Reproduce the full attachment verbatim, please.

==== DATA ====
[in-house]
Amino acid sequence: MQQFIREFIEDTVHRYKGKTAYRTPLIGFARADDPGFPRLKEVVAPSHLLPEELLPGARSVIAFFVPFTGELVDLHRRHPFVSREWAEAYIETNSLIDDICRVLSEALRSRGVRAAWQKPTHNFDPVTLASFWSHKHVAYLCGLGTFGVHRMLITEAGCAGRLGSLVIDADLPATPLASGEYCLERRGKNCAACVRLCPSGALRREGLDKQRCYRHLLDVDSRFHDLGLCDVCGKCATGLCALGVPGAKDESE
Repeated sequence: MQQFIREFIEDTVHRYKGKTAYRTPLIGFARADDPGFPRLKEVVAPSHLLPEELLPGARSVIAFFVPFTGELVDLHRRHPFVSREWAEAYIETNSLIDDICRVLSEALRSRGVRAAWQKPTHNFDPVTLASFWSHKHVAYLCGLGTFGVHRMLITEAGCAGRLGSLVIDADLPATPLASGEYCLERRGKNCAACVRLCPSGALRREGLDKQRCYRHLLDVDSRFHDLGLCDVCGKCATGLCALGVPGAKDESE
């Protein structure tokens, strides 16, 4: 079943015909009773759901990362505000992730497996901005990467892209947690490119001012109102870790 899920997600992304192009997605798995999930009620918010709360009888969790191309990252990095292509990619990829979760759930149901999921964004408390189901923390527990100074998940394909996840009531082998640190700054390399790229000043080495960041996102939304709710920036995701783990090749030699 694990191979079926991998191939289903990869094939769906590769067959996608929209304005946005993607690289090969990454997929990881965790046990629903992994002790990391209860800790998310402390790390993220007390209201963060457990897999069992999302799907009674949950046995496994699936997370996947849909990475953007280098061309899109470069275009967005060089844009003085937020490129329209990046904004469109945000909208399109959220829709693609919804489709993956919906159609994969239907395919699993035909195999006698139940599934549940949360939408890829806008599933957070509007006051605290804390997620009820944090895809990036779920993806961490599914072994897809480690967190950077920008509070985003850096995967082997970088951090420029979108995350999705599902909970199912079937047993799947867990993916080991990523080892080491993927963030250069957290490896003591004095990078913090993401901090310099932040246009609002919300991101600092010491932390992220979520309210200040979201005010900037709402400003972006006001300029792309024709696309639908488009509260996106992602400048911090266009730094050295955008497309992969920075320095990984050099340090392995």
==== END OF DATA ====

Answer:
[in-house]
Amino acid sequence: MQQFIREFIEDTVHRYKGKTAYRTPLIGFARADDPGFPRLKEVVAPSHLLPEELLPGARSVIAFFVPFTGELVDLHRRHPFVSREWAEAYIETNSLIDDICRVLSEALRSRGVRAAWQKPTHNFDPVTLASFWSHKHVAYLCGLGTFGVHRMLITEAGCAGRLGSLVIDADLPATPLASGEYCLERRGKNCAACVRLCPSGALRREGLDKQRCYRHLLDVDSRFHDLGLCDVCGKCATGLCALGVPGAKDESE
Repeated sequence: MQQFIREFIEDTVHRYKGKTAYRTPLIGFARADDPGFPRLKEVVAPSHLLPEELLPGARSVIAFFVPFTGELVDLHRRHPFVSREWAEAYIETNSLIDDICRVLSEALRSRGVRAAWQKPTHNFDPVTLASFWSHKHVAYLCGLGTFGVHRMLITEAGCAGRLGSLVIDADLPATPLASGEYCLERRGKNCAACVRLCPSGALRREGLDKQRCYRHLLDVDSRFHDLGLCDVCGKCATGLCALGVPGAKDESE
């Protein structure tokens, strides 16, 4: 079943015909009773759901990362505000992730497996901005990467892209947690490119001012109102870790 899920997600992304192009997605798995999930009620918010709360009888969790191309990252990095292509990619990829979760759930149901999921964004408390189901923390527990100074998940394909996840009531082998640190700054390399790229000043080495960041996102939304709710920036995701783990090749030699 694990191979079926991998191939289903990869094939769906590769067959996608929209304005946005993607690289090969990454997929990881965790046990629903992994002790990391209860800790998310402390790390993220007390209201963060457990897999069992999302799907009674949950046995496994699936997370996947849909990475953007280098061309899109470069275009967005060089844009003085937020490129329209990046904004469109945000909208399109959220829709693609919804489709993956919906159609994969239907395919699993035909195999006698139940599934549940949360939408890829806008599933957070509007006051605290804390997620009820944090895809990036779920993806961490599914072994897809480690967190950077920008509070985003850096995967082997970088951090420029979108995350999705599902909970199912079937047993799947867990993916080991990523080892080491993927963030250069957290490896003591004095990078913090993401901090310099932040246009609002919300991101600092010491932390992220979520309210200040979201005010900037709402400003972006006001300029792309024709696309639908488009509260996106992602400048911090266009730094050295955008497309992969920075320095990984050099340090392995």